Let’s Talk About Anger
Anger is a normal and necessary part of the human experience. There are specific things Anger does for us, what it communicates to others, and ways to change our emotions when we are angry, or should be angry.
What Are Anger Emotions?
As with all emotions, Anger is a category that houses a lot of other emotions inside. The different ways we experience anger depend on who is involved, what is happening, and what we believe about the situation.
Causes of Anger
Anger’s control center is in the brain, in a small almond-shaped section known as the amygdala. This control center is in charge of our “stress response” also known as “Fight or Flight” or “Fight, Flight, Freeze, or Fawn”. As a protective process, stress acts very quickly, with very little warning at times.
When we experience the stress response, our amygdala sends signals to our kidneys to produce adrenaline and cortisol, which act together to prepare us to handle threats. In the meantime, the amygdala asks other parts of the brain to chime in, and determine the correct action to take as a response.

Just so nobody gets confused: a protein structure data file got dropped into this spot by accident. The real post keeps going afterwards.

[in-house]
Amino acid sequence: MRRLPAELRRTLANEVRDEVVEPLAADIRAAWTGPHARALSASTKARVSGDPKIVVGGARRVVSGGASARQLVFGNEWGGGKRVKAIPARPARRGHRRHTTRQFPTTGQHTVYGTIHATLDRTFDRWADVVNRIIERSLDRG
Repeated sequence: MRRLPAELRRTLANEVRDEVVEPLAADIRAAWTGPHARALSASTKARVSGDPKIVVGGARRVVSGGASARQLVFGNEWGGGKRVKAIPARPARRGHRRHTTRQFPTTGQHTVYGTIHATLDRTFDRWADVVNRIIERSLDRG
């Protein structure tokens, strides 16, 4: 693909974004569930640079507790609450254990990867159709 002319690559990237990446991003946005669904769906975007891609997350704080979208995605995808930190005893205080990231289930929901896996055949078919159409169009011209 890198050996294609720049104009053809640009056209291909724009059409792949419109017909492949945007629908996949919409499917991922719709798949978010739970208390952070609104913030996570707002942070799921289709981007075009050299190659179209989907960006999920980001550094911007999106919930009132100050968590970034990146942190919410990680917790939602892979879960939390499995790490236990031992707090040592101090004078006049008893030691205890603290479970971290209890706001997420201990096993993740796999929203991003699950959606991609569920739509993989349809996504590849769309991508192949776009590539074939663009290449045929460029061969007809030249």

Up to this point, we haven’t had a specific emotion yet, just the stress response. When we get information from the rest of the brain to contextualize the perceived threat, the emotion begins. If the threat is something to approach and address, we get Anger. When the threat is something to avoid or mitigate, we get Fear, which we will cover next week.
The interpretation of the need to act, combined with the stress response results in Anger.
What’s the Point of Anger?
Anger is a motivating emotion, which drives us to take immediate and decisive action. During the evolutionary process, this would have been required for any active threat, such as a predator attacking our child. Anger would give us an unrational amount of energy to protect the vulnerable person, along with a certain lack of self-preservation to enable us to challenge threats we would normally never dream of approaching.